I continued cycling around the canals. Following what, until the 16th century, were the walls of the city. I stopped for a nice picture of some bridges just to check my book and discover that where I was standing was the entrance the pilgrims from the Mayflower entered in Leiden. Mayflower pilgrims? In Leiden? Yes, they came escaping from the religious prosecution they were experiencing in England. And stayed for some years. They lived close to their church Pieterskerk (Saint Peters). In one of the walls outside the church, there is a commemorative of these pilgrims. And what else is around this church? Well, in the square next to it, the old jail and the guards’ houses, Gravensteen. Nowadays part of the university buildings. While checking these buildings, I found there was an art piece exhibition. The Japanese artist Sachi Miyachi had created an art piece based on the windows of this building in wood. Adding birds houses to it. But Sachi Miyachi is not the only artist around here. Walking through a small street I found, Rembrandt’s school and atelier. Currently is a museum, that is obviously closed, but they have created a nice way to engage with people. If you walk to the window and pose, Rembrandt, helped with a camera and some 21st century I suspect, will create a sketch of you that you can download from their webpage.

Tower in the old city walls
Remaining building of the old city walls / Photo: Aida Loy 2021
View of the canals
View of the canals. Point through where the Mayflower pilgrims entered Leiden / Photo: Aida Loy 2021
Pieterskerk / Photo: Aida Loy 2021
Plate to the Mayflower pilgrims
Plate on one of the walls of Pieterskerk with the names of the Mayflower pilgrims / Photo: Aida Loy 2021
Back side of the Gravensteen building / Photo: Aida Loy 2021
Gravensteen building / Photo: Aida Loy 2021
Gravensteen square
Square with the backside of the Gravensteen buldings and the art exhibition of Sachi Miyachi / Photo: Aida Loy 2021
Art exhibition
Art piece by Japanese artist Sachi Miyachi / Photo: Aida Loy 2021
Rembrandt's Atelier
Rembrandt’s workshop / Photo: Aida Loy 2021
Window at Rembrand't workshop
Window for the sketch by Rembrandt at his workshop / Photo: Aida Loy 2021
Drawing sketch
The sketch starting to appear / Photo: Aida Loy 2021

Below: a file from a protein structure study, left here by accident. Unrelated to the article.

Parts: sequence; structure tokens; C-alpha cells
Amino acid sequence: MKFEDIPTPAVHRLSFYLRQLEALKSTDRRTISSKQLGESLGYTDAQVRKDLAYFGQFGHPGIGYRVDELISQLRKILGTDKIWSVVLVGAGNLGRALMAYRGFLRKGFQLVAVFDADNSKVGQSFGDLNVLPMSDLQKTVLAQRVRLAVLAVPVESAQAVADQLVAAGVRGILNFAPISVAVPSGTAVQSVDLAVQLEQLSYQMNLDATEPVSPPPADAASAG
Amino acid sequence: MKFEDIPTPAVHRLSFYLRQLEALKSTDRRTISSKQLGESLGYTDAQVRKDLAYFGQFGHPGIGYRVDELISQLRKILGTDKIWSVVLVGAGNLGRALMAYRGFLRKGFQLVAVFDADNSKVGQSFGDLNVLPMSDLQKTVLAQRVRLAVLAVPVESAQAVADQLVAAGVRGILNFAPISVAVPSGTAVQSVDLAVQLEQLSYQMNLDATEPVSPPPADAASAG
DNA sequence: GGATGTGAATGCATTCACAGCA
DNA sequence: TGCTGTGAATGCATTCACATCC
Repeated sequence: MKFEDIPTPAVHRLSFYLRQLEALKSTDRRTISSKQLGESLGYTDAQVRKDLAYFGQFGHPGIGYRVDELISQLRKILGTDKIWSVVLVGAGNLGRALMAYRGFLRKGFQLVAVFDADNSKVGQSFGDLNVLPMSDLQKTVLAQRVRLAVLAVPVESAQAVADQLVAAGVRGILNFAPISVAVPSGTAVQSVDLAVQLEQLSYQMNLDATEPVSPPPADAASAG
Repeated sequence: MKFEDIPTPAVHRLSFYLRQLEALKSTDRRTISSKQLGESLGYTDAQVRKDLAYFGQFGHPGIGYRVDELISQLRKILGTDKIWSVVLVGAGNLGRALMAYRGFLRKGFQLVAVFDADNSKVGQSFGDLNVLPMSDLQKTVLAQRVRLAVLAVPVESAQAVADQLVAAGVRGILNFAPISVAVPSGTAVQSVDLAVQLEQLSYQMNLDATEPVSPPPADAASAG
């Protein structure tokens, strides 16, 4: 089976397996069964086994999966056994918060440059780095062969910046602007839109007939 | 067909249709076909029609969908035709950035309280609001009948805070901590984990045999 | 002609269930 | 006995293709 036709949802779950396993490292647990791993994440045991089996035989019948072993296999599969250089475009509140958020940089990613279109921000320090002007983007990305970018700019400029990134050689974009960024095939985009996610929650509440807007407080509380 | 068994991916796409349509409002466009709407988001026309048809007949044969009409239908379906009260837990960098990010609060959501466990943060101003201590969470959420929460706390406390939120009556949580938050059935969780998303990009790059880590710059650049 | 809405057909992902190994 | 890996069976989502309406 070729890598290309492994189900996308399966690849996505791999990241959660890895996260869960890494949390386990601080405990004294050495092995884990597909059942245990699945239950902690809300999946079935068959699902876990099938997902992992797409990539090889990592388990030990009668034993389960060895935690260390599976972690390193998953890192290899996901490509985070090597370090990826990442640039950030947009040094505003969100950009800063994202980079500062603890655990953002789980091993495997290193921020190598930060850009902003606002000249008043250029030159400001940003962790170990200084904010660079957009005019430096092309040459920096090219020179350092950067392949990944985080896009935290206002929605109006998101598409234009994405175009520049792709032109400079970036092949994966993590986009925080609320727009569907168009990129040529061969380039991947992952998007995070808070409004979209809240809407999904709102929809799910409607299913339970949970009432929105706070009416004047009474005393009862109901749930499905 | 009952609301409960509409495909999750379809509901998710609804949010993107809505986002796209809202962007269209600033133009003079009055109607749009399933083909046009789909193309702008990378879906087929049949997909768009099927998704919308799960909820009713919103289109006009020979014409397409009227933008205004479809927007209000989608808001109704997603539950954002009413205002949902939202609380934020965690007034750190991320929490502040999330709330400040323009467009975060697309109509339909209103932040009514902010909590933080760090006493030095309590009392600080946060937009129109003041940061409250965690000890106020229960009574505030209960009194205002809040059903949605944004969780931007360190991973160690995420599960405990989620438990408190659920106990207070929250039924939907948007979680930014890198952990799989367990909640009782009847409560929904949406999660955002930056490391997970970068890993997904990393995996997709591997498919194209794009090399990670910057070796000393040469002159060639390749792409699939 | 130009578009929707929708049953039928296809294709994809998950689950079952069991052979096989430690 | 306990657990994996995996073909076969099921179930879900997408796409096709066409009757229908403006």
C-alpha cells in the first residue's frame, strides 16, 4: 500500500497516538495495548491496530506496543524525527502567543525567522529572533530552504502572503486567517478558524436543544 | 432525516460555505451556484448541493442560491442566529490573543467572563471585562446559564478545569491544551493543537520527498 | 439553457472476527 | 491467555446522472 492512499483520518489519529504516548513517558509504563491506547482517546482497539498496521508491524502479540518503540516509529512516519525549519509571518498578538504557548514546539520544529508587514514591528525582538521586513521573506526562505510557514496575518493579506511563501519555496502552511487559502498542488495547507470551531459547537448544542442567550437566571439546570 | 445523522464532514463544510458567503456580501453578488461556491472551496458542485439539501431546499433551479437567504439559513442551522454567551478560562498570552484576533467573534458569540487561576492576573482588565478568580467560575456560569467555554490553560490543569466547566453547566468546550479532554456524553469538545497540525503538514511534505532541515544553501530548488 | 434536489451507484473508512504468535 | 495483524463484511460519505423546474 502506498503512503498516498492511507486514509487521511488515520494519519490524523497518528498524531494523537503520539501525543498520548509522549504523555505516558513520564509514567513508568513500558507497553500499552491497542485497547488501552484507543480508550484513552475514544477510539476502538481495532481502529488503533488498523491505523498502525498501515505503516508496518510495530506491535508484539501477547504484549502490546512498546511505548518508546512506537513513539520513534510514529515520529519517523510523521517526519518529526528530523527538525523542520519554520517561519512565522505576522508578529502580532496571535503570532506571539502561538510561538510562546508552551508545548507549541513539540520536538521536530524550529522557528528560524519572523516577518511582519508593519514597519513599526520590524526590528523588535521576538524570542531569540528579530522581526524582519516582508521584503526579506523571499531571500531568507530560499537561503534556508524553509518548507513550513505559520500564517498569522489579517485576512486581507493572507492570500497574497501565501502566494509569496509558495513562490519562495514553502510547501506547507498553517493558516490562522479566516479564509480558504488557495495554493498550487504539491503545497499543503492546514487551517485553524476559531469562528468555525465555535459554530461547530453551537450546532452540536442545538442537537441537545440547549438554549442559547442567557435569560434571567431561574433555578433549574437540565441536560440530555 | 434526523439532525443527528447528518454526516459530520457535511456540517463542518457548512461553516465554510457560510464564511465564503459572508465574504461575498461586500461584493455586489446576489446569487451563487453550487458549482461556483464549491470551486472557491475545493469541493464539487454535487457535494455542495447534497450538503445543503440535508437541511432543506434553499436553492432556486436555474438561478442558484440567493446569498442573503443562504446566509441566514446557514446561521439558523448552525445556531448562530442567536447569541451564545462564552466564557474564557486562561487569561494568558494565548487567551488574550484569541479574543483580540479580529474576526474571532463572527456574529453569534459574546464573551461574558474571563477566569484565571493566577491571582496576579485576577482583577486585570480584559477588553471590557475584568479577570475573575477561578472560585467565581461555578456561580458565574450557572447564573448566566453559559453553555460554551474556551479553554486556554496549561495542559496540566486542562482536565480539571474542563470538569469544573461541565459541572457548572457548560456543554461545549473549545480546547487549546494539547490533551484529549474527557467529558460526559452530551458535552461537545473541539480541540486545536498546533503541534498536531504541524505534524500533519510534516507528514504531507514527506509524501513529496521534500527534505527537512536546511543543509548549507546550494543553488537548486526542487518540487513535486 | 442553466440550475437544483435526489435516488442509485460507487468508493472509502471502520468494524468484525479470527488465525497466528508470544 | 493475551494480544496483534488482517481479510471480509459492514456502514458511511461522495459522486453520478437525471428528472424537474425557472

Back on track, on my way to the Van der Werf park, I met the old police station, now an apartment building (a common practice in this country where no sunk land is not that available). And next to it, some stone cases. They have flowers. It is a monument in memory of the Jewish who were deported from the city during the Nazi occupation. This week the Netherlands celebrated Liberation Day and all the monuments to the victims got flowers in their honour.

Monument to the deported Jewish
Monument to the deported Jewish / Photo: Aida Loy 2021
Monument to the deported Jewish
Monument to the deported Jewish / Photo: Aida Loy 2021
Police Station
Old police station / Photo: Aida Loy 2021

Just behind, the law faculty. Claiming to be the coldest point on the planet for 1 minute. Why? Liquid nitrogen was discovered here when it was the physic faculty. The location of this building is also interesting, or so the book tells me. In 1807 a boat full of gunpowder exploded in this area creating a big explosion and destroying the houses around. The faculty is where some of those houses were and, in front, a park dedicated to the most famous mayor of Leiden. This mayor, van der Werf, offered his hand to the people to eat while the city was under Spanish siege in the 16th century.

Law Faculty
Law faculty, coldest point on earth during a minute / Photo: Aida Loy 2021
Van der Werf
18th century sculpture to van der Werf / Photo: Aida Loy 2021

Behind this park, a new square, just built in the effort of the city to be more green and have fewer cars. Biking around the square I realised a building I haven’t notice before. There is a plate on the front, it makes it easier to discover things this way. It was a synagogue, constructed in the 18th century and in use until the 19th. Interesting.

18th century synagogue in Leiden / Photo: Aida Loy 2021

Now I cycle towards the hill of Leiden. The Netherlands is known as a plain country. And it is. But in Leiden, they created a way to fight against the floods: to build a hill, de burcht (800-1200). Surrounded by walls it looks like a castle but its interior is empty to allow as many as possible inside. And close to it, the pilgrims’ museum. A house that used to be inhabited by those Mayflower pilgrims while staying in Leiden. In the downstairs, they have created a museum with furniture of those times that anyone can see through the windows. Finally going home. Checked of another building on my way, the Lakenhal, nowadays is a museum about Leiden, in its origin, the fabric makers and traders house.

Hill and fortification that forms the Burcht / Photo: Aida Loy 2021
Stairs to the Burcht / Photo: Aida Loy 2021
Pilgrims' museum
Pilgrims’ museum / Photo: Aida Loy 2021

While museums keep close, and our entertainment options are limited. Why not make some online investigation and explore our surroundings. Visiting your own city as a tourist will do. Explore those heritage spaces that you walk through so many times and discover which secrets they have for you.

Lakenhal museum, previously fabric makers and traders centre / Photo: Aida Loy 2021